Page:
As an unabashed National Football League fan, I often am asked for my opinion.
I’m no Hub Arkush or Tom Musick, but my friends and acquaintances know that I watch more than my fair share of games during the regular season and playoffs.
So it comes as no surprise that I’ve been asked repeatedly about Seattle Seahawks cornerback Richard Sherman – or more specifically, about his rant after the NFC title game between the Seahawks and the San Francisco 49ers.
Sherman, who broke up a pass in the end zone to ice the game for the Seahawks, was interviewed afterward by sideline reporter Erin Andrews.
As could be expected after a big play that essentially sent his team to the Super Bowl to face the Denver Broncos, Sherman was a bit, uh, enthusiastic.
Since the “rant” heard ’round the world, in which he declared his prowess at the cornerback position and the ineptitude of 49ers wide receiver Michael Crabtree, Sherman has apologized for his immature outburst.
I’ll admit I was taken aback by the rant initially. In fact, I was ready to write an entire column about Sherman’s lack of class.
However, after some digging, I discovered there’s more to Sherman than the 30-second interview would have us believe. Look up his background; it’s fascinating.
That said, the rant – as well as the other on-field antics for which Sherman was fined – was unnecessary and not something that can be condoned.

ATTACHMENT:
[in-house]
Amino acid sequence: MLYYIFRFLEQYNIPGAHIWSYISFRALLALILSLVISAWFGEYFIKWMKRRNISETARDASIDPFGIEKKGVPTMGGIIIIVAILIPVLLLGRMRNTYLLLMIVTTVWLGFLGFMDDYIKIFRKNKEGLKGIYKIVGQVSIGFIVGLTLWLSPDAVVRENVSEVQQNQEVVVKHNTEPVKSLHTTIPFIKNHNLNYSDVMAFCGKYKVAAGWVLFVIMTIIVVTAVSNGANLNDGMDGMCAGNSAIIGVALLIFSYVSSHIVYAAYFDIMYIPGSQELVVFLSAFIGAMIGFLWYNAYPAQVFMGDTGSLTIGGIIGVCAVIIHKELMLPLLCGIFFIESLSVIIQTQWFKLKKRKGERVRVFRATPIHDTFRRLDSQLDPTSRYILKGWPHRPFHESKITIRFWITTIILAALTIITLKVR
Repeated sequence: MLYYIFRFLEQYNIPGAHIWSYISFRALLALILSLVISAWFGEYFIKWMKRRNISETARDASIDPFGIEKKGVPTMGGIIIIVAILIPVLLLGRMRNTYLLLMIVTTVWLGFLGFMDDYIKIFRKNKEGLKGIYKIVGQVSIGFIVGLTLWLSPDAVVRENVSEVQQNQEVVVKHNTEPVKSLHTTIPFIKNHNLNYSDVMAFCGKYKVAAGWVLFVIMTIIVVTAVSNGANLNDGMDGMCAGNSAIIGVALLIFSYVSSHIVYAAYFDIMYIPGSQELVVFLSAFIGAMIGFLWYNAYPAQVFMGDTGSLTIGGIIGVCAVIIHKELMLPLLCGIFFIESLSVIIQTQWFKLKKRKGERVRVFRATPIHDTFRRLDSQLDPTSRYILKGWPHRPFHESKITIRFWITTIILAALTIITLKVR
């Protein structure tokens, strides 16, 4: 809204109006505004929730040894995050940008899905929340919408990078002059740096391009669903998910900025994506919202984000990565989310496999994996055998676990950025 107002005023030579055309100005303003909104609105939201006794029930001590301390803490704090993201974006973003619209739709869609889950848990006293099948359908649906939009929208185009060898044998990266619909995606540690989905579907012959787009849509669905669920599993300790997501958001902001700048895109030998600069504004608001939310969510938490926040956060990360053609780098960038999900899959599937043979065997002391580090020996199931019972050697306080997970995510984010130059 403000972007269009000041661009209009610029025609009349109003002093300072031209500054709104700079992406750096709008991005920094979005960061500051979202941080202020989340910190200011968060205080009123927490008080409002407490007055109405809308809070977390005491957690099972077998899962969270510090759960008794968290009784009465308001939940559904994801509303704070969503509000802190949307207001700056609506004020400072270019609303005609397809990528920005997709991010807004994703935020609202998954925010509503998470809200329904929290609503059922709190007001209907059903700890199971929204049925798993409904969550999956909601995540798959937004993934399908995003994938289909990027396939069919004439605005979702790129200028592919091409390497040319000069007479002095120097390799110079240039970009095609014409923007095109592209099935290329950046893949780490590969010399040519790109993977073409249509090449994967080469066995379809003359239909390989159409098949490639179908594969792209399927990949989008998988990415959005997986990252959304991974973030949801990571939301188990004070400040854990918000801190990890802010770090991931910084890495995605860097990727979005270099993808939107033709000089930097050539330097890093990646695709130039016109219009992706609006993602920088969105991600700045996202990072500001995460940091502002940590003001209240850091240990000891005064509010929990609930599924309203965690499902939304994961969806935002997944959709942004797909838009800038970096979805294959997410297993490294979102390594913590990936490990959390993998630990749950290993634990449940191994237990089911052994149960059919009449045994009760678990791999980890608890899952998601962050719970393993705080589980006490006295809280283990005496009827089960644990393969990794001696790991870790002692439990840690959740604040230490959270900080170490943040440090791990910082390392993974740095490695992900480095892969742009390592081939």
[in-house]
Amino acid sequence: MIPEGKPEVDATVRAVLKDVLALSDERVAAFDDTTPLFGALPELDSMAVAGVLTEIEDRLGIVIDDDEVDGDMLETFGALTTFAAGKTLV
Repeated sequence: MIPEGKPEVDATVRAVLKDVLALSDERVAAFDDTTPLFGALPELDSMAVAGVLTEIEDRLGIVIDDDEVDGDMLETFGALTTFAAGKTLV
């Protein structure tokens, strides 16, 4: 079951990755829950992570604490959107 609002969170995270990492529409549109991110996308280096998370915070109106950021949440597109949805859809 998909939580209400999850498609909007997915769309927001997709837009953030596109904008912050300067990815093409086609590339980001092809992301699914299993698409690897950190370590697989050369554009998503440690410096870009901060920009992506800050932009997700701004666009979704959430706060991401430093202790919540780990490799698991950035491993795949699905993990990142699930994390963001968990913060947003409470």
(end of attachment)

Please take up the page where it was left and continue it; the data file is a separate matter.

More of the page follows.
What continues to gall me about the entire incident has less to do with Sherman himself than with the entire “look at me” culture that the NFL has become.
The silliness has been years in the making, with the NFL making only token attempts to stop it.
Who can forget the Sharpie incident in 2002 when then-49ers wide receiver Terrell Owens pulled a marker from his sock to autograph the football after a touchdown against Seattle?
Those types of incidents led to a crackdown against “excessive celebration” in the end zone.
But instead of making it less likely that players will try to draw attention to themselves, it seems to have gotten worse and spread to the other side of the ball, too.
Since when is a tackle worthy of a celebratory routine? I’m looking at you, Clay Matthews and J.J. Watt. But they are hardly alone.
Somewhere along the line, players stopped appreciating that they are on the field to “work.”
Tackling, catching, blocking and the like is … wait for it … their job.
Players should act like they’ve been there before.
The really great players know that it takes a team to win and that they are there to contribute.
So here’s hoping the team with the classiest players wins this year’s Super Bowl.
As for Sherman, that really was a spectacular play he made on Crabtree. It probably was one of the biggest of his career.
And it spoke volumes without Sherman having to utter a word.
• Joan Oliver is the former Northwest Herald assistant news editor. She has been associated with the Northwest Herald since 1990. She can be reached at firstname.lastname@example.org.